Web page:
Convective Outlook: Sat 30 Jun 2018
What do these risk levels mean?
Convective Outlook

VALID 06:00 UTC Sat 30 Jun 2018 - 05:59 UTC Sun 01 Jul 2018

ISSUED 05:35 UTC Sat 30 Jun 2018


Omega block, centred over the North Sea, will slowly drift eastwards on Saturday towards Scandinavia. The slow-moving upper low over western Iberia will then slide towards Biscay. The mean flow between these two features will tend to veer, allowing advection of a high ThetaW airmass to occur into S / SW England on Saturday night.

Moisture pooling will likely occur by the afternoon hours as surface dewpoints lift to 15-17C over western portions of Ireland, potentially with significantly lower dewpoints farther east providing a notably sharp boundary. Given the slack surface flow, low-level wind convergence is expected to become more pronounced during the late afternoon, which combined with the approaching Atlantic upper trough may provide enough lift to generate deep convection and a few scattered heavy showers.
Given 300-500 J/kg CAPE, a few sporadic lightning strikes would be possible. However, it must be noted that there are still several model solutions that remain rather unenthusiastic over this potential, and hence this scenario is treated as fairly low risk.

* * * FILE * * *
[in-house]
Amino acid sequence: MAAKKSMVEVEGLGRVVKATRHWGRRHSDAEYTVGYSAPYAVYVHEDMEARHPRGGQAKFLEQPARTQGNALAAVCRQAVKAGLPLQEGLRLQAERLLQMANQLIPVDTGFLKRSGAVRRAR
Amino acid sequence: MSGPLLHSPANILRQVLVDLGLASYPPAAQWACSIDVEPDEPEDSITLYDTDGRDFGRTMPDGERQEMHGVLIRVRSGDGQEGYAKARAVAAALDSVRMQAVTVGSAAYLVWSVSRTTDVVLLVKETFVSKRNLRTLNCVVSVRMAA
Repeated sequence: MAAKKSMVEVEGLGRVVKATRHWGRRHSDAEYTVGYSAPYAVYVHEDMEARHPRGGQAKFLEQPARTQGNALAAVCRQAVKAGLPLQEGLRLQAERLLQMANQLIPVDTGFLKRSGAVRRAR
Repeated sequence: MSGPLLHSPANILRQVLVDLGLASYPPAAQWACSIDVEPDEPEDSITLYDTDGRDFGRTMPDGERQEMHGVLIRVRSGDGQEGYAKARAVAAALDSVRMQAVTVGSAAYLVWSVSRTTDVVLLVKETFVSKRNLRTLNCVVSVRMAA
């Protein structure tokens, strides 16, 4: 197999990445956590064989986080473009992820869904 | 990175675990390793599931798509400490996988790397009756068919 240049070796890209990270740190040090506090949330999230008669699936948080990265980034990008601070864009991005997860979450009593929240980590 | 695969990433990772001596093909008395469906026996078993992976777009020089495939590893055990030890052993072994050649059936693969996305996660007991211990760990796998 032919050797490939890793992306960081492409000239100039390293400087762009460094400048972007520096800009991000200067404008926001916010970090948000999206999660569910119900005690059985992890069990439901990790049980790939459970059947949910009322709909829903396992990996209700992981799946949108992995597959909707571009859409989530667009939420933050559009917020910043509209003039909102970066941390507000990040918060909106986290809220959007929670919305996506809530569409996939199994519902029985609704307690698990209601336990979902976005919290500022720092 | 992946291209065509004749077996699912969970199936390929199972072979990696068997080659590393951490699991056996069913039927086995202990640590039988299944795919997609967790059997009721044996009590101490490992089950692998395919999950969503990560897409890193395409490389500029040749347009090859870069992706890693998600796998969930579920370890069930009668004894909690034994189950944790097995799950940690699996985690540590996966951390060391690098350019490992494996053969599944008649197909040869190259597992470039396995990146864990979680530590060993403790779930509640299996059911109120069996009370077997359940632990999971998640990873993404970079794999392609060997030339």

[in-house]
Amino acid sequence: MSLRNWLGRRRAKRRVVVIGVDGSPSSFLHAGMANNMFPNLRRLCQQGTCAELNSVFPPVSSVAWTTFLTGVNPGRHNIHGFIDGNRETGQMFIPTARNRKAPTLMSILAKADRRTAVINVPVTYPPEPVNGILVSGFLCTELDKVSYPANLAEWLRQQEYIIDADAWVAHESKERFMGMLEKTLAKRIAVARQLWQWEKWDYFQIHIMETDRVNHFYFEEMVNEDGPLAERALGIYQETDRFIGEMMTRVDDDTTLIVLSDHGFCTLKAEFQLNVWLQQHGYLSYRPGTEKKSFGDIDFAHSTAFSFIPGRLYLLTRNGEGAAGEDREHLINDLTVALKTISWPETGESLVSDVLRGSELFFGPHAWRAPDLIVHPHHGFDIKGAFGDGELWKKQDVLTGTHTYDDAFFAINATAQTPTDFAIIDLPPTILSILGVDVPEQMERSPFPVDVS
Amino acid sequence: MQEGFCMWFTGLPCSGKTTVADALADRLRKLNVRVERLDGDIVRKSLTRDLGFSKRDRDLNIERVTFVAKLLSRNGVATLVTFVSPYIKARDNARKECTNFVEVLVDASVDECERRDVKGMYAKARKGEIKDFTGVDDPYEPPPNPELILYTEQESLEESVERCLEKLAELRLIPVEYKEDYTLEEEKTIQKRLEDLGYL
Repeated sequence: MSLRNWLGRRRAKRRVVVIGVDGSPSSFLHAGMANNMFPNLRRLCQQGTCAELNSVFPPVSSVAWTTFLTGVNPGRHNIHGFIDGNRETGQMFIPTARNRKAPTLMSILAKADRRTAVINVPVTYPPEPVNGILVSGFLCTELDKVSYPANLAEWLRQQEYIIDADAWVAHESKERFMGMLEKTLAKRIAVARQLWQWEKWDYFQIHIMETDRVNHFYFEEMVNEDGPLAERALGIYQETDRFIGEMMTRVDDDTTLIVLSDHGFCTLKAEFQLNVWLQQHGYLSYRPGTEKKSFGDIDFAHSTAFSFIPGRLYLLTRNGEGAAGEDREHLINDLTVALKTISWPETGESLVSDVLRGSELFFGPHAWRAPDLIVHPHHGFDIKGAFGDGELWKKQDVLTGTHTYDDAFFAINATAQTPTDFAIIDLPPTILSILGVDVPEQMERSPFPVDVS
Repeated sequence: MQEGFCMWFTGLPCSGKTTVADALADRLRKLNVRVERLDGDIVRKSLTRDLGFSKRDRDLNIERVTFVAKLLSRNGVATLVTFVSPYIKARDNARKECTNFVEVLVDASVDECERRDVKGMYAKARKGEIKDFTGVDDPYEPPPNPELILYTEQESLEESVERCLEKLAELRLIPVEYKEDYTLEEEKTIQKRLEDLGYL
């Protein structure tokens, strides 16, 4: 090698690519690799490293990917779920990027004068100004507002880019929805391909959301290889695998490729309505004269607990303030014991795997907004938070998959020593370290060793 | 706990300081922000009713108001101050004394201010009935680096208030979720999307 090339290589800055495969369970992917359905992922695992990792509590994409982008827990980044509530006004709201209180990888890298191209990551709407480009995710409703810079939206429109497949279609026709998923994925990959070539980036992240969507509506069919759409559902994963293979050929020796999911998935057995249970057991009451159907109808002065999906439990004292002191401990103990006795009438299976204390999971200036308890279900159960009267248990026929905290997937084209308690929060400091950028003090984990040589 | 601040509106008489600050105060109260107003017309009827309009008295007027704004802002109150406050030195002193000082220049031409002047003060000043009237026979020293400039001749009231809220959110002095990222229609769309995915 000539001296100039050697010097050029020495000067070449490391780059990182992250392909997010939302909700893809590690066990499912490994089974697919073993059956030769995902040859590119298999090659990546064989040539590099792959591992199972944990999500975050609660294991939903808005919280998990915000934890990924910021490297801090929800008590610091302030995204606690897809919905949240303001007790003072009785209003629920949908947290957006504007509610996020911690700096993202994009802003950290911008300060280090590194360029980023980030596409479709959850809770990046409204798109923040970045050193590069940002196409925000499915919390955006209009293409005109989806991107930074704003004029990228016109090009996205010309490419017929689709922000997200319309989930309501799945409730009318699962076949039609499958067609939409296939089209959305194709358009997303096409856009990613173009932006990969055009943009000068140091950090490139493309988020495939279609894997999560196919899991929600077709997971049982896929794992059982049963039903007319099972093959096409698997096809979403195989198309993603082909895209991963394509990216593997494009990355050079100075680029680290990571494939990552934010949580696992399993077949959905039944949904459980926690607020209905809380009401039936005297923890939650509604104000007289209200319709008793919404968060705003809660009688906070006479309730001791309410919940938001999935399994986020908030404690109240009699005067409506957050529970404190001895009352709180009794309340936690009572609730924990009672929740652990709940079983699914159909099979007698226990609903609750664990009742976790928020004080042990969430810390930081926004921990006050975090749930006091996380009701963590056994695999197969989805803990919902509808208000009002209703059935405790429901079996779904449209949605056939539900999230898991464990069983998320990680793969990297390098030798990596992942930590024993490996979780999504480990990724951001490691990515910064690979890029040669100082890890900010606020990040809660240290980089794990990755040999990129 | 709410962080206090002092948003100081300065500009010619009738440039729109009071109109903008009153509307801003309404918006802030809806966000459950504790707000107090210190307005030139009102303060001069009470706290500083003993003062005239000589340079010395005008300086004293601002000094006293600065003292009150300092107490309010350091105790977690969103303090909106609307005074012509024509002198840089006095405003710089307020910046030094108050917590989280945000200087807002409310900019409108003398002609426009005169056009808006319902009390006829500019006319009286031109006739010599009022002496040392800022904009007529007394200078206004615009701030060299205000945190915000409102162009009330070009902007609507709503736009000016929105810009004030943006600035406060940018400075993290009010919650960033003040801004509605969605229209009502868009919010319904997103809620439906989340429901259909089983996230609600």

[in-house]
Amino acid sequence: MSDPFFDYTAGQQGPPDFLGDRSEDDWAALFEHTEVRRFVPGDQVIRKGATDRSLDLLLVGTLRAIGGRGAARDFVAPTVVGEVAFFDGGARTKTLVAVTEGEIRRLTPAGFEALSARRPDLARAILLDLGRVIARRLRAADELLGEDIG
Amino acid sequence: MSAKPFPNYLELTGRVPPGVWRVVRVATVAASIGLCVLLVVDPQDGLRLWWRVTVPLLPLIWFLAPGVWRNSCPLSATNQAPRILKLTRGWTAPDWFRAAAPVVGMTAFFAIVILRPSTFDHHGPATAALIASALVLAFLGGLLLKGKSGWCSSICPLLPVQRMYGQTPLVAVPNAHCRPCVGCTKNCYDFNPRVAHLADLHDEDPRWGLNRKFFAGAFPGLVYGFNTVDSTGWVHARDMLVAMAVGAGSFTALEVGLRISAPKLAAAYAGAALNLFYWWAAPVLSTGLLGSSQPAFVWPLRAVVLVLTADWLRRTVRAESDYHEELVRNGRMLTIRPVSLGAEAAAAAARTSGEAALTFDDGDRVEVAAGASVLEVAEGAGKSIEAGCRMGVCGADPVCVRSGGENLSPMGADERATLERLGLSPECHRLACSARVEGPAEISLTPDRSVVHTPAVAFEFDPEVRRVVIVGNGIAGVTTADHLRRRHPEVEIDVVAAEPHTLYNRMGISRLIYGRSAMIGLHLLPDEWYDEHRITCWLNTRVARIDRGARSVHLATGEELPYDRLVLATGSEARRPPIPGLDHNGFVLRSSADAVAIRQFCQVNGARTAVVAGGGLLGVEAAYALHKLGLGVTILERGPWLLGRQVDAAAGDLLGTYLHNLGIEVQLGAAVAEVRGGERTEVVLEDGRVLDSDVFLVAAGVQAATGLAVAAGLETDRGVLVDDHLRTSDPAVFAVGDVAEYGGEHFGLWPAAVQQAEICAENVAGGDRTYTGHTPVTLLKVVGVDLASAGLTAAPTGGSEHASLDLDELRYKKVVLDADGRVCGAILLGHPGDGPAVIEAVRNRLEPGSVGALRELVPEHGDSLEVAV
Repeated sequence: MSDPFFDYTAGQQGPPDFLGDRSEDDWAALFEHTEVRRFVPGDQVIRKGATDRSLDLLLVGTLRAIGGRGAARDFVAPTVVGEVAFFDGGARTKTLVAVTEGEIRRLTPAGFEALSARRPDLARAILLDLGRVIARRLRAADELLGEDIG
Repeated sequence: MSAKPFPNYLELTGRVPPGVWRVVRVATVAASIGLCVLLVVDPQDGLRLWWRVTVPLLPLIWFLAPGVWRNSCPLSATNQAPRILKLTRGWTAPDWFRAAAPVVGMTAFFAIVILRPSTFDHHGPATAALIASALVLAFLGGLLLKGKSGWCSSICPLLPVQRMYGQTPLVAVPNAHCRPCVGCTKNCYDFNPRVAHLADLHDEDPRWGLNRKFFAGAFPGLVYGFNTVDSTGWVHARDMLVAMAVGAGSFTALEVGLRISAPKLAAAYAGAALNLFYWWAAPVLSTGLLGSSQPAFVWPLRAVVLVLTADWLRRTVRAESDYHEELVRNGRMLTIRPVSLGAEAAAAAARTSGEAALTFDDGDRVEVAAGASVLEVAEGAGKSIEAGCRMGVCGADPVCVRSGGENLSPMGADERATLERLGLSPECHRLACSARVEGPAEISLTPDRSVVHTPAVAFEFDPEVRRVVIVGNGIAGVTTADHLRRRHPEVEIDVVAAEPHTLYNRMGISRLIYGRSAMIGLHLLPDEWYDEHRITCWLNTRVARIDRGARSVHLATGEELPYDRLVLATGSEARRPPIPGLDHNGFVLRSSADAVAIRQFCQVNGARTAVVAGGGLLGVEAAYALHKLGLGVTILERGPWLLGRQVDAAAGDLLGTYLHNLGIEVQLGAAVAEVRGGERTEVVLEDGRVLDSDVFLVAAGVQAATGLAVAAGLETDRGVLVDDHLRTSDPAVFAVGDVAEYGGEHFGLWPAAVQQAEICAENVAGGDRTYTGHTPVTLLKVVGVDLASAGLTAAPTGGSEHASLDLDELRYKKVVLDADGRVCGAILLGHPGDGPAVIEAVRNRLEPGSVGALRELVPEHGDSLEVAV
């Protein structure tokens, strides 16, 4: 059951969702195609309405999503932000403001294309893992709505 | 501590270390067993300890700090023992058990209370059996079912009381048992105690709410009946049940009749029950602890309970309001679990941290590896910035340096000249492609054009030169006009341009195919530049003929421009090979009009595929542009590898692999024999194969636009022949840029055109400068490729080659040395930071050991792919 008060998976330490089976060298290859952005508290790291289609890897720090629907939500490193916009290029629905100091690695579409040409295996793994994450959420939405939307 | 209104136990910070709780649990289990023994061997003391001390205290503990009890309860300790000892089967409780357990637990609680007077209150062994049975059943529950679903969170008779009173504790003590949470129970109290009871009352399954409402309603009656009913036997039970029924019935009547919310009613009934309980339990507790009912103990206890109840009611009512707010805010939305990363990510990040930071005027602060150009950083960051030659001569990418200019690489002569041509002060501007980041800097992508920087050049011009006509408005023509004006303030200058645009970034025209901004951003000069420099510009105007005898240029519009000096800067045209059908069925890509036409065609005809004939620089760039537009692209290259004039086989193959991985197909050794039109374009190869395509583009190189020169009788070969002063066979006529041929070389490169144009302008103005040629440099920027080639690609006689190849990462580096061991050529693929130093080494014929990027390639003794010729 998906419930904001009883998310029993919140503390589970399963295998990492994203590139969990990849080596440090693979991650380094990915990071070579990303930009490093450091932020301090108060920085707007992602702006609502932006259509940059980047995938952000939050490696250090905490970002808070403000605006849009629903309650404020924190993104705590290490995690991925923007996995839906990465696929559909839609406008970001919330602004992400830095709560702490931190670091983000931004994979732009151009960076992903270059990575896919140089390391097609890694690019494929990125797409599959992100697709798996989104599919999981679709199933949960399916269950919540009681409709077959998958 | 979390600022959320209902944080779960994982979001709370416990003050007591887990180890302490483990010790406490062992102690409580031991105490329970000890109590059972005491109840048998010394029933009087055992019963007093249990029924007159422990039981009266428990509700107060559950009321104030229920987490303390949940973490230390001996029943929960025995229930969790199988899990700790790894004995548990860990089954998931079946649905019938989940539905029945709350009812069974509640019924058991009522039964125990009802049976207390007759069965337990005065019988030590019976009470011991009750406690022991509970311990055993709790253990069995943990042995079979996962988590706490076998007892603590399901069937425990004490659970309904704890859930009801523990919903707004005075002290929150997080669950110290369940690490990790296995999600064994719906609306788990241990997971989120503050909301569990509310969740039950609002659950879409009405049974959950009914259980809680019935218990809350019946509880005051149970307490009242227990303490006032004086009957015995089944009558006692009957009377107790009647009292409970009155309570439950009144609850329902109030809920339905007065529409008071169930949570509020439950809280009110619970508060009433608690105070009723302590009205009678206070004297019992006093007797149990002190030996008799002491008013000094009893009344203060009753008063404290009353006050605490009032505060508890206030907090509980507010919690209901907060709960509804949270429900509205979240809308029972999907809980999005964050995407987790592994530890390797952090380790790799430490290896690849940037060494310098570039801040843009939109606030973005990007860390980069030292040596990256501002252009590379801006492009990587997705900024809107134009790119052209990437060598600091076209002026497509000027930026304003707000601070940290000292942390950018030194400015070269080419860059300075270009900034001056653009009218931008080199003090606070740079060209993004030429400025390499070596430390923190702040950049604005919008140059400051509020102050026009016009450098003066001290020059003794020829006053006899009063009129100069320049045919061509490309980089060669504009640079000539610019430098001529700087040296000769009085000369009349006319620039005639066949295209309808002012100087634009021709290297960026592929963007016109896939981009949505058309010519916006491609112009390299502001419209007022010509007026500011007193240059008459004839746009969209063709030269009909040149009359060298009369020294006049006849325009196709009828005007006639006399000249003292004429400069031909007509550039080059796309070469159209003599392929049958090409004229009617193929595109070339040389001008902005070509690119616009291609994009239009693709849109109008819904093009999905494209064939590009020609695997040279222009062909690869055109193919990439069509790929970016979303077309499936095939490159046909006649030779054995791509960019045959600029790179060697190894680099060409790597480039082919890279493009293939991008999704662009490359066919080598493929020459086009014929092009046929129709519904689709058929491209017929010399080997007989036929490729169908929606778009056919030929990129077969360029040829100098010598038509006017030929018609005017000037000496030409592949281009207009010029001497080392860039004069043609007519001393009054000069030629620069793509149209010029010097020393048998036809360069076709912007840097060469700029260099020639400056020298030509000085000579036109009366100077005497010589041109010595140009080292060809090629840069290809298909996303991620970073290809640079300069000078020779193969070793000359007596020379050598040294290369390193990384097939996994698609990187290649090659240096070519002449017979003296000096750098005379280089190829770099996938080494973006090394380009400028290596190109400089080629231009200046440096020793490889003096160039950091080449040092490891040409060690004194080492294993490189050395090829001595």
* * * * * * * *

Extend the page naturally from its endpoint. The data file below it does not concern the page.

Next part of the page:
There is also a signal for some elevated convection to develop during the evening and overnight hours, primarily over Connaught / W Ulster, and areas offshore to the N and NW. Some lightning will be possible from this activity also.

The first signs of elevated convection may begin to develop on Saturday afternoon over the western English Channel, drifting close to Cornwall / Scilly. While isolated lightning cannot be ruled out with this activity, the magnitude of instability will be much more favourable overnight as isentropic lift promotes more significant destabilisation, especially late in the night. Scattered elevated showers should develop across parts of the English Channel, drifting northwestwards across portions of SW England, and perhaps into parts of Cen S England and S Wales.

Current thinking is the best thunderstorm potential exists at the end of the night, between 04:00 - 07:00 BST (and beyond) over Devon/Cornwall/Scilly, associated with a disturbance that ejects from northern Iberia mid-afternoon Saturday. Model guidance continues to exhibit a later initiation of scattered thunderstorms, such that the SLGT may need to be trimmed in northern extent and / or removed should the focus shift beyond this forecast period into Sunday morning.